At the same time that the dinosaurs were spreading and diversifying, the first mammals evolved. Their ancestors were reptiles called cynodonts, whose faces looked a little like those of dogs and may have had fur or whiskers. Early mammals such as Morganucodon were small and shrew-like, and probably only active at night. This may have spurred them to evolve warm-bloodedness: the ability to keep their body temperature constant.
Just as the reptiles were flourishing, life on Earth faced perhaps its greatest challenge. The Permian extinction was the worst mass extinction in the planet’s history, obliterating up to 96% of marine species and similar numbers of land animals. We don’t know for sure what caused it, but massive volcanic eruptions – creating what is now the Siberian Traps – may have been to blame. In the aftermath, the first dinosaurs evolved.
For the last time, all Earth’s continents came together to form one giant supercontinent. Known as Pangaea, it was surrounded by a world-spanning ocean called Panthalassa. It lasted until 175 million years ago, when it began to tear itself apart over tens of millions of years. Its shattered remnants became the familiar modern continents.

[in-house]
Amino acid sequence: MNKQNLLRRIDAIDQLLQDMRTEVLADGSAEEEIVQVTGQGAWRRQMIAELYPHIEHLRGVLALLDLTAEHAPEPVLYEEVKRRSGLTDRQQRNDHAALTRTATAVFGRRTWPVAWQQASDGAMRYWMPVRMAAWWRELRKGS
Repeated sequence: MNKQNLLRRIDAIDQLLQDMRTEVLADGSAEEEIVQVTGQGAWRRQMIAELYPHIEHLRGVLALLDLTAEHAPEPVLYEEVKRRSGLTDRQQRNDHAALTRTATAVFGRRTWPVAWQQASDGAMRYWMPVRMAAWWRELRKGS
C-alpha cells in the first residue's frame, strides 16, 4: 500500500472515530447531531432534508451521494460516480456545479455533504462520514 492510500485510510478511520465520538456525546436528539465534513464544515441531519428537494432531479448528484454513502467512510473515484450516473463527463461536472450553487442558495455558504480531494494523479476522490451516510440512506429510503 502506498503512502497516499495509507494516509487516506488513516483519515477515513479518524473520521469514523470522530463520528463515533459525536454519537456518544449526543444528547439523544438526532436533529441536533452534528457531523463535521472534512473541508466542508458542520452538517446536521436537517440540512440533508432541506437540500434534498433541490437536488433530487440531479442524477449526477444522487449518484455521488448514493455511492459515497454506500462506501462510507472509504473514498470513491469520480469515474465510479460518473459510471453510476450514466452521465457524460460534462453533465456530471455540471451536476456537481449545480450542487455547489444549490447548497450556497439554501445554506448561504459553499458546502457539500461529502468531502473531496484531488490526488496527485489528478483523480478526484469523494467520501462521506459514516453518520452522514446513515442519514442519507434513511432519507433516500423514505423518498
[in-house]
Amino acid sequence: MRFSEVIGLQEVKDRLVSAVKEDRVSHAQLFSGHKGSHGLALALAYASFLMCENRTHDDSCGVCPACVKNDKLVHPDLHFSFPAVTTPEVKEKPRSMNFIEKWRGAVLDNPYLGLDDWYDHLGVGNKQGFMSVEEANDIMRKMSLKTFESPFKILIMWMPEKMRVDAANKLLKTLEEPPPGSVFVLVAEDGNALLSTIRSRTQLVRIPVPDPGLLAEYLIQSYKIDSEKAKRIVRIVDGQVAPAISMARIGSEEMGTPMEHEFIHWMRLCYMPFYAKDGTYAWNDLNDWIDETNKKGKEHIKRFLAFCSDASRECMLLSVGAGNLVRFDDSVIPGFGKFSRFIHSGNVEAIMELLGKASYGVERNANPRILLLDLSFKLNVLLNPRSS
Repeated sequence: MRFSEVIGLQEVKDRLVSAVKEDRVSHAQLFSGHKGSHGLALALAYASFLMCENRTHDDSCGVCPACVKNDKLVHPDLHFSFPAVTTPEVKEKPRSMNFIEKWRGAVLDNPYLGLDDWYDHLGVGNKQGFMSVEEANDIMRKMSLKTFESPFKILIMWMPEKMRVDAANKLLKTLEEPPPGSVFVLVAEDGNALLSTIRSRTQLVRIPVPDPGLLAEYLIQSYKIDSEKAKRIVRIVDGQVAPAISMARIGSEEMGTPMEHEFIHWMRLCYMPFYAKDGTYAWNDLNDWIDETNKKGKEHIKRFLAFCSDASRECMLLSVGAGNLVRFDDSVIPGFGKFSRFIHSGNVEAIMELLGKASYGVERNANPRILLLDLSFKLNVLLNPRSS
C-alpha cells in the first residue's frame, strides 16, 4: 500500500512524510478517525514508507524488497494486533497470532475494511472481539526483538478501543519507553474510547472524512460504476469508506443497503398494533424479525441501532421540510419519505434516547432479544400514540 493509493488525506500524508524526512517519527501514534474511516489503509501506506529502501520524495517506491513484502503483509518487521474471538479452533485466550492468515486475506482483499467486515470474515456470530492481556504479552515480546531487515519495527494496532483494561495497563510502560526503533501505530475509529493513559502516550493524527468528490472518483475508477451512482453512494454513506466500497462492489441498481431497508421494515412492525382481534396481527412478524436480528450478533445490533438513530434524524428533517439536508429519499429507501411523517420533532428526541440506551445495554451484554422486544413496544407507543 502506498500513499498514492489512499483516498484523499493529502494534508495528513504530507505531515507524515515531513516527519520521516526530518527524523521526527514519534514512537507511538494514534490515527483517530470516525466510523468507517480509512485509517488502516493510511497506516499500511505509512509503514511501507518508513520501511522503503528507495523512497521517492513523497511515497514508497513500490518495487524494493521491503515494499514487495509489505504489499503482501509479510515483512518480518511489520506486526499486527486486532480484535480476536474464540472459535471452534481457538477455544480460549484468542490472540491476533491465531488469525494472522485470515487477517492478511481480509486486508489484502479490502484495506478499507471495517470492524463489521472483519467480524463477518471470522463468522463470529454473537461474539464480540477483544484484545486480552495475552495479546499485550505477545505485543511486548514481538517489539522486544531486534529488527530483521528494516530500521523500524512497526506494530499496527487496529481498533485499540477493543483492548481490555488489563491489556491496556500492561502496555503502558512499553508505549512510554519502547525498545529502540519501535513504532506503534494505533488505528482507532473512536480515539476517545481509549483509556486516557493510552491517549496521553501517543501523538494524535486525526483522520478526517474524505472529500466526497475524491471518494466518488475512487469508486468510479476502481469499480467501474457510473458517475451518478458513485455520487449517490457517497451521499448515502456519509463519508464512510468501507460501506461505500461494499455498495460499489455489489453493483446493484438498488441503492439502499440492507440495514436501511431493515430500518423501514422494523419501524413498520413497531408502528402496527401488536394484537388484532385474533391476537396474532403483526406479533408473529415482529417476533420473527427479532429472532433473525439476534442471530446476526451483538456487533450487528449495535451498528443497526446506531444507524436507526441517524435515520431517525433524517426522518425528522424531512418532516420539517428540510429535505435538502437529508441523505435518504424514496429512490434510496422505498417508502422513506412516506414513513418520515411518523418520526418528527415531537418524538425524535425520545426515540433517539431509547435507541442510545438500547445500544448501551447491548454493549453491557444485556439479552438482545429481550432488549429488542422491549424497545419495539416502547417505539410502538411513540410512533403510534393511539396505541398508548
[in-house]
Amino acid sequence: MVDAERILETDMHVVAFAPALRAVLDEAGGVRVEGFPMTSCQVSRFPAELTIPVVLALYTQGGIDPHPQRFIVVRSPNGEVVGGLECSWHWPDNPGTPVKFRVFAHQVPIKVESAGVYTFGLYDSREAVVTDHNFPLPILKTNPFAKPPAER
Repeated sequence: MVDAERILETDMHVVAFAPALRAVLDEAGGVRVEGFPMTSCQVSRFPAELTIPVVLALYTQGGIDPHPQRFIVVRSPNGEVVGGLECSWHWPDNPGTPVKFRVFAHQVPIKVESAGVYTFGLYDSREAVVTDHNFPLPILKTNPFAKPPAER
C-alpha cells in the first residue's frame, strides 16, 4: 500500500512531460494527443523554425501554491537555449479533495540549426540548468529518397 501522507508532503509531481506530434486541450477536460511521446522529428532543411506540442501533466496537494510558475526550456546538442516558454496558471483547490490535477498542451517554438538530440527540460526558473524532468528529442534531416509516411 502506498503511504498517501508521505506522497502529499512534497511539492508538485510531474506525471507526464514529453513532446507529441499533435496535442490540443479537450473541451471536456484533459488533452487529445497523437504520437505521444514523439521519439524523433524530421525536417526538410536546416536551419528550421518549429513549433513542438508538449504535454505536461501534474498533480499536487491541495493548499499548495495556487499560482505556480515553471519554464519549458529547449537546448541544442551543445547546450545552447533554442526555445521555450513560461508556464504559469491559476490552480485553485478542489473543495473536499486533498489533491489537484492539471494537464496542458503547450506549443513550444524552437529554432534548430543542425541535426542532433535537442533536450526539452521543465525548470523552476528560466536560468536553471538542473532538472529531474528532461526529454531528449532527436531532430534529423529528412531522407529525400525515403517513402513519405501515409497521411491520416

When the first reptiles appeared, Earth was in the middle of a long cold snap called the Late Paleozoic Ice Age. Reptiles evolved from newt-like amphibians. Unlike their ancestors they had tough, scaly skin and laid eggs with hard shells that did not have to be left in water. Thanks to these advantages, they quickly became the dominant land animals. The reptile-like Dimetrodon reached 4.5m long – but despite what you may have heard, it was not a dinosaur.
The Ordovician period was a time when life flourished. But towards its end, the world cooled dramatically and ice sheets spread from the poles. The ensuing ice age is called the Andean-Saharan, because the evidence of it comes from the Andes mountains and the Sahara desert. The deep freeze led to the second-worst mass extinction on record, the Ordovician-Silurian. Most life was still confined to the sea, and 85% of marine species were wiped out. In the aftermath, fish became much more common.
Some animals ventured onto land as far back as 500 million years ago, but they only visited briefly – perhaps to lay eggs in a place without predators. Plants were the first to take up permanent residence on land. The first land plants were relatives of green algae, but they rapidly diversified.